The Sunset Limited

  • by Cormac McCarthy
  • Narrated by Austin Pendleton, Ezra Knight, Tom Stechschulte
  • 1 hrs and 42 mins
  • Unabridged Audiobook

Publisher's Summary

A startling encounter on a New York subway platform leads two strangers to a run-down tenement where a life or death decision must be made.
In that small apartment, Black and White, as the two men are known, begin a conversation that leads each back through his own history, mining the origins of two fundamentally opposing world views. White is a professor whose seemingly enviable existence of relative ease has left him nonetheless in despair. Black, an ex-con and ex-addict, is the more hopeful of the men, though he is just as desperate to convince White of the power of faith as White is desperate to deny it. Their aim is no less than this: to discover the meaning of life.
Deft, spare, and full of artful tension, The Sunset Limited is a beautifully crafted, consistently thought-provoking, and deceptively intimate work by one of the most insightful writers of our time.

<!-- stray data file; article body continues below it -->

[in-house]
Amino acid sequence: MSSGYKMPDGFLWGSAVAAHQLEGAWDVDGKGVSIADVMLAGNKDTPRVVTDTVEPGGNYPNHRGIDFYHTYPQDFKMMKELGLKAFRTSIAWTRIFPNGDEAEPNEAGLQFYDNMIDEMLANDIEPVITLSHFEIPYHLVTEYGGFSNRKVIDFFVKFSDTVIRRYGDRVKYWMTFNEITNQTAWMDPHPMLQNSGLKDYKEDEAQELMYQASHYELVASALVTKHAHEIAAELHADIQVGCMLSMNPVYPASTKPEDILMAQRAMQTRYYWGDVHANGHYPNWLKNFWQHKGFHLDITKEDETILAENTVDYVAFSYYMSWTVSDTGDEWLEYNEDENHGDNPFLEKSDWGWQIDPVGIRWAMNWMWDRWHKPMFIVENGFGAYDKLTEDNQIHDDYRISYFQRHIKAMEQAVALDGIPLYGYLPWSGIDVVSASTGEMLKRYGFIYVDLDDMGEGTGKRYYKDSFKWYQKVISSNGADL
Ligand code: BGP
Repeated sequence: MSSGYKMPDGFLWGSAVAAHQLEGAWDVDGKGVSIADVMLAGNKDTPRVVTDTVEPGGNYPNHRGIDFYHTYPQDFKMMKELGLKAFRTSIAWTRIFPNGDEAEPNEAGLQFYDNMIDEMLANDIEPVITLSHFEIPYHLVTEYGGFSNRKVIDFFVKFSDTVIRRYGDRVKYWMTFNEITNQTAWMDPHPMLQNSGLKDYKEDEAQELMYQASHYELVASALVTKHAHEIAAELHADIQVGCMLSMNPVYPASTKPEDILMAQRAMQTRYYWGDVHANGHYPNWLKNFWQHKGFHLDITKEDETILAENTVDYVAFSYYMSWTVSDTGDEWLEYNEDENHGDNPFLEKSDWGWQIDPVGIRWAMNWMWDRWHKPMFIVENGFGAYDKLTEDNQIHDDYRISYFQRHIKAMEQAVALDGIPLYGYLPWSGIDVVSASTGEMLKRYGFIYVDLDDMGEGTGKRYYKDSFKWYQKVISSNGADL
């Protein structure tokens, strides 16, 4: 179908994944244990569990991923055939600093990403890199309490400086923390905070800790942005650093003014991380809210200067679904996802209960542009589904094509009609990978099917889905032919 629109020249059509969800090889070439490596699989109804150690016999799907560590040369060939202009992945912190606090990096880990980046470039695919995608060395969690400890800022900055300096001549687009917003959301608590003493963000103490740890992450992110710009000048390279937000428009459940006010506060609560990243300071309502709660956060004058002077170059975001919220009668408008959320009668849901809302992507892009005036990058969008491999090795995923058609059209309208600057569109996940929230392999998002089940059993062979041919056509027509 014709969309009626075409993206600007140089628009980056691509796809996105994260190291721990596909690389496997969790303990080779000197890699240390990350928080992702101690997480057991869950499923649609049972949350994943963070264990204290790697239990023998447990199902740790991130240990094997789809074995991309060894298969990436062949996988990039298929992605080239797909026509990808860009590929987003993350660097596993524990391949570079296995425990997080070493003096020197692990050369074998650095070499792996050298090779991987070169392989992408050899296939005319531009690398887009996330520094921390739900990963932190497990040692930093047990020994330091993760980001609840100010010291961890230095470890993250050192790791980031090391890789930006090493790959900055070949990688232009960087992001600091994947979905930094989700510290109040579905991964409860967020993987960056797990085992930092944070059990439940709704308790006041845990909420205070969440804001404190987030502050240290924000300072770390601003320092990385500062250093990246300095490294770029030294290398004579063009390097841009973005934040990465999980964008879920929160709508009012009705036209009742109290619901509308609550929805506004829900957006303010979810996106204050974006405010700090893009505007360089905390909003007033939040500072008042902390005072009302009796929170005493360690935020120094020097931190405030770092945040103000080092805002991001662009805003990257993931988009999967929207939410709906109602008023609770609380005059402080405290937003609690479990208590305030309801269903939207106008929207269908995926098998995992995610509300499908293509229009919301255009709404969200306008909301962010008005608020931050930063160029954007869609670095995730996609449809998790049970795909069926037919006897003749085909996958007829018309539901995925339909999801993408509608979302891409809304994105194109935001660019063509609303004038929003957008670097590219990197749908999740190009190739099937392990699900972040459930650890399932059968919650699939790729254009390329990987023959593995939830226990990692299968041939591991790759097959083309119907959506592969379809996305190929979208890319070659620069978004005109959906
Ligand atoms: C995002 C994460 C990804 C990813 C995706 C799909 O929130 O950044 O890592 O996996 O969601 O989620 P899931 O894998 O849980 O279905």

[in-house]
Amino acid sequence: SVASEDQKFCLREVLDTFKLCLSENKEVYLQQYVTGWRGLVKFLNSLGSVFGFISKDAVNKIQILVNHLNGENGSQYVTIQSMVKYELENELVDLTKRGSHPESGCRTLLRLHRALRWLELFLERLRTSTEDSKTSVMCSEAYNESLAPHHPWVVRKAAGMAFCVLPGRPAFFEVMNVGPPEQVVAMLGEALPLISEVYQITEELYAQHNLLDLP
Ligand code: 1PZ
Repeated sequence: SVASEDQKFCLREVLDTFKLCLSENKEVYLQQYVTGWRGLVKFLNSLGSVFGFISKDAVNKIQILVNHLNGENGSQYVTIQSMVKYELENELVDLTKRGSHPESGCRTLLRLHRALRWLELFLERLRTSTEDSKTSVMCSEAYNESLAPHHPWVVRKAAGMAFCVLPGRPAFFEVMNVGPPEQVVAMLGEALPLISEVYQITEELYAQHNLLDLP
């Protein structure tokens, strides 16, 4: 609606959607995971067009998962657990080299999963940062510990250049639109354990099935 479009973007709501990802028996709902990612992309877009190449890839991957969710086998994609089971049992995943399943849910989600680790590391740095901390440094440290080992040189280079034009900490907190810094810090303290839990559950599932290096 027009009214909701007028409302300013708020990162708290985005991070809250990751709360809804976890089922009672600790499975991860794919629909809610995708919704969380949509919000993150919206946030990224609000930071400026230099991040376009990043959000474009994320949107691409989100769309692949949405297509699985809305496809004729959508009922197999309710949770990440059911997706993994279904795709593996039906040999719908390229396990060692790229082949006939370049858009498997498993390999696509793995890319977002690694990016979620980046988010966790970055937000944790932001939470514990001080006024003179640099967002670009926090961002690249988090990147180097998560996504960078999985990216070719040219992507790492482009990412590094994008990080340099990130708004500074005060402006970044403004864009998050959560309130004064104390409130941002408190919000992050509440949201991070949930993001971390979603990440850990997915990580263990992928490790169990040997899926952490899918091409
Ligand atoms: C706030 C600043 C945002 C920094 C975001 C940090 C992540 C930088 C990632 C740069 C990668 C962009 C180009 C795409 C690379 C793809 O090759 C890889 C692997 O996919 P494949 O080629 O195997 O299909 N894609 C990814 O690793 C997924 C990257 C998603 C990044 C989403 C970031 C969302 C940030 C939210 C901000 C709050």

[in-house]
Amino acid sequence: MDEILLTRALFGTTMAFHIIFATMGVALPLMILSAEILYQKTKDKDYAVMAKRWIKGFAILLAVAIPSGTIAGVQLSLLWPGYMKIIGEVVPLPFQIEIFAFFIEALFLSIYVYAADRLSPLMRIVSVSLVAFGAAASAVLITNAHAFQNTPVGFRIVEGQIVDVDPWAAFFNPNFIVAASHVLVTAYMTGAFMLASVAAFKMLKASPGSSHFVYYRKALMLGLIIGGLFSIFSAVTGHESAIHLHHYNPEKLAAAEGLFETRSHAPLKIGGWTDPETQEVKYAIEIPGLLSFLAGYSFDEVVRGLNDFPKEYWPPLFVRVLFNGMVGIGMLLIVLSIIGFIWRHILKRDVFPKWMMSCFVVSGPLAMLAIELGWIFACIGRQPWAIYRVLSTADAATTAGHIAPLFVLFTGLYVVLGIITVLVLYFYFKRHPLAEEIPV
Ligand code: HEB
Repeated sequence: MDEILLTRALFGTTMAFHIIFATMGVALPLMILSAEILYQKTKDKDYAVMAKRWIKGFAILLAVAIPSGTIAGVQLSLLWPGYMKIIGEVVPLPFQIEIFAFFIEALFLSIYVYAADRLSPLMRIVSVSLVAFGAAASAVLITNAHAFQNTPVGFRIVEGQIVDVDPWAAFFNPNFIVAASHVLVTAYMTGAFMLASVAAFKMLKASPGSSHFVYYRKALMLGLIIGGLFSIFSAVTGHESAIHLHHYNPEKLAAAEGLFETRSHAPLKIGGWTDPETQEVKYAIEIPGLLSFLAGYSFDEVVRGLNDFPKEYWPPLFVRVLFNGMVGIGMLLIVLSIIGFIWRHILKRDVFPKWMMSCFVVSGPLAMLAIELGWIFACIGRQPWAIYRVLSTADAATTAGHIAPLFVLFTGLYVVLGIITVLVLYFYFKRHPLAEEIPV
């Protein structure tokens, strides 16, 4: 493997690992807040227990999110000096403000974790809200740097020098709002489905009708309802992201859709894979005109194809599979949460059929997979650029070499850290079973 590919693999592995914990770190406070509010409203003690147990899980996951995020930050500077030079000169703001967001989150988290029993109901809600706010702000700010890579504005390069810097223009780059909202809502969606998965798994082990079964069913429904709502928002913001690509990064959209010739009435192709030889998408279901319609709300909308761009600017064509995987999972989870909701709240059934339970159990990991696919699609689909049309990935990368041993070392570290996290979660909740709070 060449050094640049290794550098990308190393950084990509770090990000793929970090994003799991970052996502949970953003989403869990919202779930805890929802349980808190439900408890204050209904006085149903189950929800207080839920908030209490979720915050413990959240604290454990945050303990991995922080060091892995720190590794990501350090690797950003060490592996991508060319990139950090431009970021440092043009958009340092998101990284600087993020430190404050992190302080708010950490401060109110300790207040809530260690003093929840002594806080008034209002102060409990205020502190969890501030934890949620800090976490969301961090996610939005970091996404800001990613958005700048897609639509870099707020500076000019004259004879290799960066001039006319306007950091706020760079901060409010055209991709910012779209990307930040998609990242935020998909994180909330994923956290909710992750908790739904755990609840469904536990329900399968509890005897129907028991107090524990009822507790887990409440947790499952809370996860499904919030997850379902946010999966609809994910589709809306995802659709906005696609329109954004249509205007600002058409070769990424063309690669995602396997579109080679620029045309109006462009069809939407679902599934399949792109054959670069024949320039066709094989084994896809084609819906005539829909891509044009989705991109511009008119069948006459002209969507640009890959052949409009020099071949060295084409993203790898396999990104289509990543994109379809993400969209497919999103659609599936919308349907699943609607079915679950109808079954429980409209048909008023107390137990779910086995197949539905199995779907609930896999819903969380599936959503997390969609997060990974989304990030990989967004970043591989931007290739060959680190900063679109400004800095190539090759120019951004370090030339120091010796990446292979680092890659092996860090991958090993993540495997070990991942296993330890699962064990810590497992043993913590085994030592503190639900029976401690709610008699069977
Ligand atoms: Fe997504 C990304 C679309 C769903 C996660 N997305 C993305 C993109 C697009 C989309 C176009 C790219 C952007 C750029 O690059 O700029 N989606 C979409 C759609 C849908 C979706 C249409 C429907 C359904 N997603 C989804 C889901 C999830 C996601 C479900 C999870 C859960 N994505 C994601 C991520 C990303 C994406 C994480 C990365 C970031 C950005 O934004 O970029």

What the Critics Say

“A brilliantly articulated piece, penned by a wildly acclaimed fiction writer. Nothing short of dazzling. So astonishingly effecting, so powerful, so stimulating!” (Chicago Tribune)


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Customer Reviews

Most Helpful


I held off from buying this because of the short length of the audiobook. After getting through all of Cormac McCarthy's other audiobooks, this was the only one I haven't read. I'm glad I did. After purchasing, I realized that it was a play and the performances by the voice actors were excellent. It's one of those stories that stick with you long after you listen to it. I didn't realize that HBO released a movie for this until after I listened to it. The movie is superb as well (Tommy Lee Jones, Samuel L. Jackson).
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- Wilfredo

Nihilism Unlimited, Existentialism Revisited

Very entertaining dialogue, a battle of the wits, pitting Black against White, believer against unbeliever, personal against intellectual. Cormac McCarthy is gifted and talented, presenting the classic existential drama of "why not commit suicide," best portrayed previously by Albert Camus. However, the Black believer with personal commitment to living is set up as a nitwit against the White unbelieving intellectual who seems to prevail by sheer force of intellectual nihilism. As Job replied to God, Black seems to say to White: "I am unworthy - how can I reply to you? I put my hand over my mouth." Still, entertaining banter.
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- Wayne

Book Details

  • Release Date: 08-26-2010
  • Publisher: Recorded Books